However, that has not stopped him from taking on “extra work” to try to integrate himself within the Yale and New Haven bubble, including by getting involved at the Yale Herald and St. Thomas More’s Church.

“I feel more affinity towards the other organizations I’m in than the residential college,” Cho said. “Like, I’m lucky I can feel affinity towards at least something here. But Davenport is probably just not one of them.”

Cho is not alone. Other visiting students noted feeling distant from their residential colleges.

Mary Yao, who hails from the University of Hong Kong and is part of Timothy Dwight College, similarly told the News that she felt no “special connection” to her residential college, except that she has swipe access to its facilities. She also lives in the Albertus Magnus dorms.

Tran agreed with her sentiment, saying that it’s been “tough” to join those spaces.

“It’s been a mess,” Yao said. “It’s not only us. I know it’s been a mess even for [Yale] students. I’ve heard things from people saying that juniors or seniors can’t live in some colleges … so I think it’s just in general that it’s a mess.”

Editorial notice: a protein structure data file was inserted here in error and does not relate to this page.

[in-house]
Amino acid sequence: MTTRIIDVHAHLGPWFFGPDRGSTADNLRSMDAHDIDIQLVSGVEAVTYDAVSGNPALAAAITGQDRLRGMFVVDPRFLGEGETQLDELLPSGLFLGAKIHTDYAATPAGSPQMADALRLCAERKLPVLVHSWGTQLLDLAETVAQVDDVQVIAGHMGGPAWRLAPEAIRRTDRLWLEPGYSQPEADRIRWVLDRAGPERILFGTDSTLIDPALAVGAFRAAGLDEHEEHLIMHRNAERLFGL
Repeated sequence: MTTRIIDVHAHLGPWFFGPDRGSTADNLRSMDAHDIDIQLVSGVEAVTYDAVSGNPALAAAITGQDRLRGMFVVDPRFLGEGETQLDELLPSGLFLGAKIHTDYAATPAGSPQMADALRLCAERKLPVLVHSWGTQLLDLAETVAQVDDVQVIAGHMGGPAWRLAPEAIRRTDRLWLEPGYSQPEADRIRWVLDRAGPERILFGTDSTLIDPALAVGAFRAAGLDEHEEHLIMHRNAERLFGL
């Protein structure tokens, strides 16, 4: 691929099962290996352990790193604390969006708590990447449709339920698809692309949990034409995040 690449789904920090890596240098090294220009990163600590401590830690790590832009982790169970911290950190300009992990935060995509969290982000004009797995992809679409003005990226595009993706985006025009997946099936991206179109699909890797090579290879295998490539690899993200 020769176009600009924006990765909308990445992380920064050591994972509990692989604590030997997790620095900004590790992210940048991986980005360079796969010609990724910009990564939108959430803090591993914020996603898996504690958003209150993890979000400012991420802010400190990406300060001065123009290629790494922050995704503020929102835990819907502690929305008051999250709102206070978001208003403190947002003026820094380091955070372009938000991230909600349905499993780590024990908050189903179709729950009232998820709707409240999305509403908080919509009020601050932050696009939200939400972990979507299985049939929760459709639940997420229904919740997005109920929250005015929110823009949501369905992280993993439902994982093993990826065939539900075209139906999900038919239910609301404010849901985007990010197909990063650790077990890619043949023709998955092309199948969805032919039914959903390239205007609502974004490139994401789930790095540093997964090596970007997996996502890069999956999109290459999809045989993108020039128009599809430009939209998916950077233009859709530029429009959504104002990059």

Yao’s major concern is the distance. As a science-oriented student, she often takes the shuttle to Science Hill, but says that they can often be unreliable. Walking from her Albertus Magnus dorm, Yao said, takes thirty minutes, so she often rides her bike.

After contacting a dean, Yao said that she was able to figure out housing arrangements in her residential college next semester — but that not all students were likely to be able to do the same.

According to administrators, the housing shortage is only a bump in the road.

Nilanjana Pal, who serves as director of the Centre for International & Professional Experience at Yale-NUS College, one of the universities involved in the program, told the News that Yale-NUS was working with the University to manage exchange students’ housing logistics.

“Our students at Yale have been housed in a mix of on and off campus housing,” Pal wrote in an email to the News. “We have been working with our colleagues at Yale to ensure that our students have safe and suitable housing options during their time at Yale.”

But in spite of the dissolution of the Yale-NUS partnership, the exchange student program isn’t ending anytime soon. Pal told the News that Yale-NUS would continue to work with the University on Y-VISP.

“We expect to send students from Yale-NUS to Yale every semester and look forward to continuing this programme for all of our cohorts,” Pal told the News.